McGillX MOOCs – Librarians in the Virtual Classroom
Kristen Emmett, graduate student in the McGill School of Information Studies (SIS), writes about some of the intersections between librarianship and teaching in higher education.
I wrote in a previous post about how librarians were getting more involved in the teaching on university campuses across North America (see the post here). Now I’d like to offer a glimpse into how librarians are actively playing a role in advancing and innovating teaching and learning right here at McGill.
Set to begin in January 2014, the first McGillX MOOC, CHEM181X: Food for Thought, is currently in the late stages of development with the help of an extensive team. The team consists of the course’s three professors, Ariel Fenster, David N. Harpp, and Joe Schwarz; educational consultants from our own Teaching and Learning Services (TLS); and April Colosimo, liaison librarian for the Schulich Library of Science and Engineering.
April is one of several librarians collaborating with faculty and education specialists in the early stages of McGill’s involvement with MOOCs. As the Chem181x team’s librarian, April’s current role revolves around copyright and licensing issues. She works to update datasets, assists in the sourcing and citing of images, and points to open-source alternatives. Her job, as quoted from Daniel Boyer, Associate Dean of User Services, is to “propose creative solutions to information needs”. April is enthusiastic about the possibilities for involvement during the course, and although she is unsure if it’s sustainable to be the contact librarian for a course the size of a typical MOOC, she hopes to contribute by providing links to other courses or open-education software, or by producing guides for further reading tailored to each module for students interested in pursuing further a particular aspect of a course.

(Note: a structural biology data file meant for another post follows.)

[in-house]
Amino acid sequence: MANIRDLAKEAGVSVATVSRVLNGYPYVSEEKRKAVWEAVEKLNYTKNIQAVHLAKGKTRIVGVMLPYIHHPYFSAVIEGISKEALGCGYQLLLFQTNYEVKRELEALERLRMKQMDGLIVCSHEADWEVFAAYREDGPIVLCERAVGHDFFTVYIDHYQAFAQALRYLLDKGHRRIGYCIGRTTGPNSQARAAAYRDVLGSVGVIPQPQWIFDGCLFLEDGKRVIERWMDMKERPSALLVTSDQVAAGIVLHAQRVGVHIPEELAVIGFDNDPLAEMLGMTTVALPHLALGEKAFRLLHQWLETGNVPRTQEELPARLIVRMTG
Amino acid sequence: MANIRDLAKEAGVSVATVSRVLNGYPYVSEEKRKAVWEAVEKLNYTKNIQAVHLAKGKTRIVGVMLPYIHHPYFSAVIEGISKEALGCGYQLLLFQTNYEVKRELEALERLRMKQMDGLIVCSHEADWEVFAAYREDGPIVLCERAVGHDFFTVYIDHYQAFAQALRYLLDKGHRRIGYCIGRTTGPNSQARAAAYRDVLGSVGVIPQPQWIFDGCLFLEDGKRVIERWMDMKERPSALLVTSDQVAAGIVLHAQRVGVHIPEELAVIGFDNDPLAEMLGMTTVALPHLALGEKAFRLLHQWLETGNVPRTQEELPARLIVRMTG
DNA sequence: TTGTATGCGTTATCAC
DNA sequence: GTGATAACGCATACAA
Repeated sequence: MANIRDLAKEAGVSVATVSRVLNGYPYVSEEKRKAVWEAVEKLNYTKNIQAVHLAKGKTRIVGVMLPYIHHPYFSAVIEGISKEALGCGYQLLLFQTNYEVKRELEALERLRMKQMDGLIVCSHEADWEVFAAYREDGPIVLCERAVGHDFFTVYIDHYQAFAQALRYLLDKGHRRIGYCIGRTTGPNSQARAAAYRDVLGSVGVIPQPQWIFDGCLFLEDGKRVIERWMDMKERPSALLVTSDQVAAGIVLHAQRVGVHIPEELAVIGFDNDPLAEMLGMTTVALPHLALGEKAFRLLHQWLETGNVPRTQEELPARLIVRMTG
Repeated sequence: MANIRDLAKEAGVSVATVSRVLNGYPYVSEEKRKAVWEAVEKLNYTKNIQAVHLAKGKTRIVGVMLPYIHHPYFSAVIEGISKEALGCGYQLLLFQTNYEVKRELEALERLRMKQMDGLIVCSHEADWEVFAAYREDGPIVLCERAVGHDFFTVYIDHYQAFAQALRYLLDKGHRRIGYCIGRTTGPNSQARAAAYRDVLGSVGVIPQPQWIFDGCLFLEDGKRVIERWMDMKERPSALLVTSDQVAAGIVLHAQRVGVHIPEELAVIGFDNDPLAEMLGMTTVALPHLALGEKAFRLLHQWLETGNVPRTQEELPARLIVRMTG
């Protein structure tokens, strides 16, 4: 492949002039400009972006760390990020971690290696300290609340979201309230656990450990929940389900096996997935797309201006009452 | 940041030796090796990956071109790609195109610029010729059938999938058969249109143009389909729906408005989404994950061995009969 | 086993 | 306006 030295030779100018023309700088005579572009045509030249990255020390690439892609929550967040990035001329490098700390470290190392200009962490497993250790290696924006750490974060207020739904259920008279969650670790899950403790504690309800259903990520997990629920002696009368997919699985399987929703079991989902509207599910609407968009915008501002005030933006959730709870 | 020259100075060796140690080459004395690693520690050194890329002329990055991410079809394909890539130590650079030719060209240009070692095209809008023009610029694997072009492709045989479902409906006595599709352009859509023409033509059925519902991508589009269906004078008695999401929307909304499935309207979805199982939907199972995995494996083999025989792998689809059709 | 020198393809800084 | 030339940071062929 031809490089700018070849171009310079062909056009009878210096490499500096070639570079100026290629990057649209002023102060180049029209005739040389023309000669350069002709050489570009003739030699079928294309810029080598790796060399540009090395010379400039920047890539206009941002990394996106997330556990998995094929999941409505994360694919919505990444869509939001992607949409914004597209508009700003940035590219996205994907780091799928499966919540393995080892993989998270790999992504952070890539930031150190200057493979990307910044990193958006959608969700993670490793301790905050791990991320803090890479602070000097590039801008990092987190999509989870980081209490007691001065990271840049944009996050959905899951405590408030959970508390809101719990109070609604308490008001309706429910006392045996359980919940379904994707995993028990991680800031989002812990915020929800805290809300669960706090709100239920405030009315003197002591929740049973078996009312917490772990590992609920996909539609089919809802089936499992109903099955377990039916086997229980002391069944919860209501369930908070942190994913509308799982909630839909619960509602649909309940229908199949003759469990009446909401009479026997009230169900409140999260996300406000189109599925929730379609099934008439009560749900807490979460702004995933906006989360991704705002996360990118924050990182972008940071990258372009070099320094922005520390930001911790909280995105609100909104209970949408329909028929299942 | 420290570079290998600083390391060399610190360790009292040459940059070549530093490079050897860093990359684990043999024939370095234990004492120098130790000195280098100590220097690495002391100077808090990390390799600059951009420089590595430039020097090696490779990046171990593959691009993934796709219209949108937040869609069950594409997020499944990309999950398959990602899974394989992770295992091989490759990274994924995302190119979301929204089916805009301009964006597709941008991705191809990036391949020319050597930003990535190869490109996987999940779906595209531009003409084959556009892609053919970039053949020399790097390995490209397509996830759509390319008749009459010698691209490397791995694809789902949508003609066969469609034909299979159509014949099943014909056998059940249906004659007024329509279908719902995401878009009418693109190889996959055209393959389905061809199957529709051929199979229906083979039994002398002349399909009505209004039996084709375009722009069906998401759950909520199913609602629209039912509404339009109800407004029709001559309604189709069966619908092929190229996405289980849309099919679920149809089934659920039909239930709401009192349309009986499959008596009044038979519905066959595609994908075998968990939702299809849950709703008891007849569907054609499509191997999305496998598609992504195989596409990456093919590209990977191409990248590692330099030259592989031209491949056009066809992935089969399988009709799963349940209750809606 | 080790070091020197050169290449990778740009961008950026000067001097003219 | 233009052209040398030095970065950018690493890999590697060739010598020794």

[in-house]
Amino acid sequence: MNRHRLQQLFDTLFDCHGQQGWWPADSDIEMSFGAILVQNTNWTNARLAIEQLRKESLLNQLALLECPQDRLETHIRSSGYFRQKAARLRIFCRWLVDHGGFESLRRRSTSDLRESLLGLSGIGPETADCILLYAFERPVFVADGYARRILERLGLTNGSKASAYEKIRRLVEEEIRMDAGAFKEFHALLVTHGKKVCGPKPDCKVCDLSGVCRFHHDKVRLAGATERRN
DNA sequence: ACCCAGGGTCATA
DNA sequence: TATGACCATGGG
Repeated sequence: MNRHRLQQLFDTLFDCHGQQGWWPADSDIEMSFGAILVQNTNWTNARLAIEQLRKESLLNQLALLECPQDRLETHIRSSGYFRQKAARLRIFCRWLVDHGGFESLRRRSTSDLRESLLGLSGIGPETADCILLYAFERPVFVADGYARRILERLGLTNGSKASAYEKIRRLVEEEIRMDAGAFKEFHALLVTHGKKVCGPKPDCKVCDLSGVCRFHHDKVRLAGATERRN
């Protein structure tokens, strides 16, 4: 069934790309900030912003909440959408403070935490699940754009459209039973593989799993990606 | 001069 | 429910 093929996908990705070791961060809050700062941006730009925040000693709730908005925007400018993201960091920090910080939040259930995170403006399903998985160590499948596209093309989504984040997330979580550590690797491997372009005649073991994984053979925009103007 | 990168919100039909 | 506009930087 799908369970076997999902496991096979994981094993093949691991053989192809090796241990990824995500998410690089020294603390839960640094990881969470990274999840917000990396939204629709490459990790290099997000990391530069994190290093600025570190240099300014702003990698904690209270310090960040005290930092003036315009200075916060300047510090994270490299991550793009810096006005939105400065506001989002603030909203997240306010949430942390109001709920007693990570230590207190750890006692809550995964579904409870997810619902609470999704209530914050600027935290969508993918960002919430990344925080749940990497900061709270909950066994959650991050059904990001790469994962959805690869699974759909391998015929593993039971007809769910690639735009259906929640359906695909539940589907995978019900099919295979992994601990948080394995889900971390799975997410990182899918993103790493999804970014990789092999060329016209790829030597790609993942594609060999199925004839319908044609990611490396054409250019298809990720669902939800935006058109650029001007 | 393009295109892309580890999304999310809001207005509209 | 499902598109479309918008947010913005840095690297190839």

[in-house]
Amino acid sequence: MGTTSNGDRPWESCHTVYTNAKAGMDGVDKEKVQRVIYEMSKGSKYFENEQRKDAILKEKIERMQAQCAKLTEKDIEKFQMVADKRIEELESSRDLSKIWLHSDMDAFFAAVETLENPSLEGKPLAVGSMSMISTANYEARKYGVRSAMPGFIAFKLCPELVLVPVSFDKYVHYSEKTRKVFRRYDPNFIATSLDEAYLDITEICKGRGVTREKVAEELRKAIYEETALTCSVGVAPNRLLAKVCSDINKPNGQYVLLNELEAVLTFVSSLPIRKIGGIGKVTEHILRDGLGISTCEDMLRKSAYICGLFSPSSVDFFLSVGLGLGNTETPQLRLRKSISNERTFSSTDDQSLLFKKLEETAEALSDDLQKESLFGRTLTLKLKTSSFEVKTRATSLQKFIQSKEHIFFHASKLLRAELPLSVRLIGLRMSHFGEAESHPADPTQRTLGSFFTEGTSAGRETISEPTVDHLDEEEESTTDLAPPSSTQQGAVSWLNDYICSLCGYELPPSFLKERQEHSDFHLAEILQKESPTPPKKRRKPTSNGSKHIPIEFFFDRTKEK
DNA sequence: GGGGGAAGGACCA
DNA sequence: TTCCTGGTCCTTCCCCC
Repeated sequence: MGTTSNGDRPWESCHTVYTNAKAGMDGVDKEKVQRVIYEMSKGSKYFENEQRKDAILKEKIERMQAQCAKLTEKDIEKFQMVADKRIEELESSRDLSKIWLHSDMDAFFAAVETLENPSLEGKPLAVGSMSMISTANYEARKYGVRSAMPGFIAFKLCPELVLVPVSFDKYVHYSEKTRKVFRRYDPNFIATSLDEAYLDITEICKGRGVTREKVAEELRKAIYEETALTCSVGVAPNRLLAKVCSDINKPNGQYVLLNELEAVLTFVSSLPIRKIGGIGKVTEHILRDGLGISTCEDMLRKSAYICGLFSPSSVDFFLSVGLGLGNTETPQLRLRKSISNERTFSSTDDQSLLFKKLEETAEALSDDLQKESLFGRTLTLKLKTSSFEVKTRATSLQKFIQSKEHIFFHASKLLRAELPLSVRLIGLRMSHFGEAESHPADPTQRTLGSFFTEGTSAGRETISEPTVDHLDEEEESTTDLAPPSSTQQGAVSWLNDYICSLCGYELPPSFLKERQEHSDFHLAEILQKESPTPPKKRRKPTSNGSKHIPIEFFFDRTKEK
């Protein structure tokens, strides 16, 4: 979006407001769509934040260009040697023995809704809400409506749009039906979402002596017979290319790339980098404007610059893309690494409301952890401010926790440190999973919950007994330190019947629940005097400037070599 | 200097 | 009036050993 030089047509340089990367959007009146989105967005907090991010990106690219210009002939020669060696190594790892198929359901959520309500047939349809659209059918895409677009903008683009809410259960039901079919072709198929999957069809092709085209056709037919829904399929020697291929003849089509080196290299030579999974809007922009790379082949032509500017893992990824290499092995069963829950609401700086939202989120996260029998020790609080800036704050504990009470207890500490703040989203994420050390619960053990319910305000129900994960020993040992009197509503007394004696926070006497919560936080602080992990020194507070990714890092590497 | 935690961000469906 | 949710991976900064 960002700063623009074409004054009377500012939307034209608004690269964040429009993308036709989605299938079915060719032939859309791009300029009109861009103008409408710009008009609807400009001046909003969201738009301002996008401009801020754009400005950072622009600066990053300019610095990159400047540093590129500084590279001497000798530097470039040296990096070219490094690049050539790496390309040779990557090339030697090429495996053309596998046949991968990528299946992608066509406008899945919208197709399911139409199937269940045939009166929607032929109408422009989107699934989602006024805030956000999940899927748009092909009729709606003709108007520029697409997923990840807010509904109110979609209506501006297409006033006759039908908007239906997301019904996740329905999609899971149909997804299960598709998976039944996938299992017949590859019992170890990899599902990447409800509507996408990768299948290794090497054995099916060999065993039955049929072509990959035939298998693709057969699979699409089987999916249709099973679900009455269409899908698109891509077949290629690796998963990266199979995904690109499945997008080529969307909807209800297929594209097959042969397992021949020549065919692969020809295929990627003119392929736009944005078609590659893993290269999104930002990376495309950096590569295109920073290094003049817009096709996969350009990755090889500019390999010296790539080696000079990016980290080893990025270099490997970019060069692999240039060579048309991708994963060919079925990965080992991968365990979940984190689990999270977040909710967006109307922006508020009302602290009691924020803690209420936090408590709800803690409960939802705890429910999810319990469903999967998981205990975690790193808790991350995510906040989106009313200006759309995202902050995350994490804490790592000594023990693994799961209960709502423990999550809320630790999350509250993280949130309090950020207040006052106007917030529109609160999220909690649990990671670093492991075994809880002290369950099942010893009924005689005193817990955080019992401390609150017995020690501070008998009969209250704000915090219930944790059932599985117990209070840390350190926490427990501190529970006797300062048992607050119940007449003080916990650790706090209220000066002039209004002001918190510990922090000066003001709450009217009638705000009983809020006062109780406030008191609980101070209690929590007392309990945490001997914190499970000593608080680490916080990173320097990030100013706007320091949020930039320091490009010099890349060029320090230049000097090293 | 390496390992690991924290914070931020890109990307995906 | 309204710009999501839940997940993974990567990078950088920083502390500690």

Low completion rates are often a criticism against MOOCs, but April does not see completion rates as an accurate reflection of how people use MOOCs. She has enrolled in a number of MOOCs herself, and feels that the flexibility they allow and the ability to pick and choose what you engage with is what makes them great learning tools, especially for lifelong learning. When asked about how she feels MOOCs will affect the future of universities, April responded that she did not think MOOCs threatened the viability of the traditional university model. MOOCs will “support current activities, especially continuing education, rather than replace the university.” She appreciates the effect MOOCs are having on the discussion about student learning and the learning experience, and believes the attention “will have a positive effect on teaching and the mindful use of educational technology, and a stimulating impact on libraries”.
April also sees MOOCs as having a positive effect on libraries. MOOCs are bringing pedagogy into the library and librarians into contact with the research on teaching and learning, as well as the educational development work happening at McGill. It’s early yet, but “the more experience we get with these courses, the more we become embedded, and the more we can answer questions about copyright, conduct research, and work with the data these courses produce”.